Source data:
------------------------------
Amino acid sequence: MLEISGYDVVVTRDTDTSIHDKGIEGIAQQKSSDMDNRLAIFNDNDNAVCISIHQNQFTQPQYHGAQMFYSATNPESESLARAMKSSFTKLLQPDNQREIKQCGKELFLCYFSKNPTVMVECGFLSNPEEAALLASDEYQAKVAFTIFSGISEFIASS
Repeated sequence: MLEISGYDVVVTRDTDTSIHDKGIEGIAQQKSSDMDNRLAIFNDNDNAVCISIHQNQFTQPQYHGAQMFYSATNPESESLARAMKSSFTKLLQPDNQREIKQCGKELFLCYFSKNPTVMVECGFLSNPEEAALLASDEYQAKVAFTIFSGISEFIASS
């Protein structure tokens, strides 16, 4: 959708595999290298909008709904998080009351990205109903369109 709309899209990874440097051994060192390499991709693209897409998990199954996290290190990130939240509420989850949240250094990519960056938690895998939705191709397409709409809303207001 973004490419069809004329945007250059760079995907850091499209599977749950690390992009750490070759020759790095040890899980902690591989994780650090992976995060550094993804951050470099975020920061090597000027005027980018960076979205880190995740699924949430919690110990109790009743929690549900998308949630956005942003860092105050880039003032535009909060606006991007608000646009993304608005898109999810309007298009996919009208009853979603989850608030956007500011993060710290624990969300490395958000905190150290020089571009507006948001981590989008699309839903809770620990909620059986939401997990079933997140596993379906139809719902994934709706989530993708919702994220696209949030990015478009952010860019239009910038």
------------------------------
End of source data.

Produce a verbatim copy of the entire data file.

Amino acid sequence: MLEISGYDVVVTRDTDTSIHDKGIEGIAQQKSSDMDNRLAIFNDNDNAVCISIHQNQFTQPQYHGAQMFYSATNPESESLARAMKSSFTKLLQPDNQREIKQCGKELFLCYFSKNPTVMVECGFLSNPEEAALLASDEYQAKVAFTIFSGISEFIASS
Repeated sequence: MLEISGYDVVVTRDTDTSIHDKGIEGIAQQKSSDMDNRLAIFNDNDNAVCISIHQNQFTQPQYHGAQMFYSATNPESESLARAMKSSFTKLLQPDNQREIKQCGKELFLCYFSKNPTVMVECGFLSNPEEAALLASDEYQAKVAFTIFSGISEFIASS
């Protein structure tokens, strides 16, 4: 959708595999290298909008709904998080009351990205109903369109 709309899209990874440097051994060192390499991709693209897409998990199954996290290190990130939240509420989850949240250094990519960056938690895998939705191709397409709409809303207001 973004490419069809004329945007250059760079995907850091499209599977749950690390992009750490070759020759790095040890899980902690591989994780650090992976995060550094993804951050470099975020920061090597000027005027980018960076979205880190995740699924949430919690110990109790009743929690549900998308949630956005942003860092105050880039003032535009909060606006991007608000646009993304608005898109999810309007298009996919009208009853979603989850608030956007500011993060710290624990969300490395958000905190150290020089571009507006948001981590989008699309839903809770620990909620059986939401997990079933997140596993379906139809719902994934709706989530993708919702994220696209949030990015478009952010860019239009910038």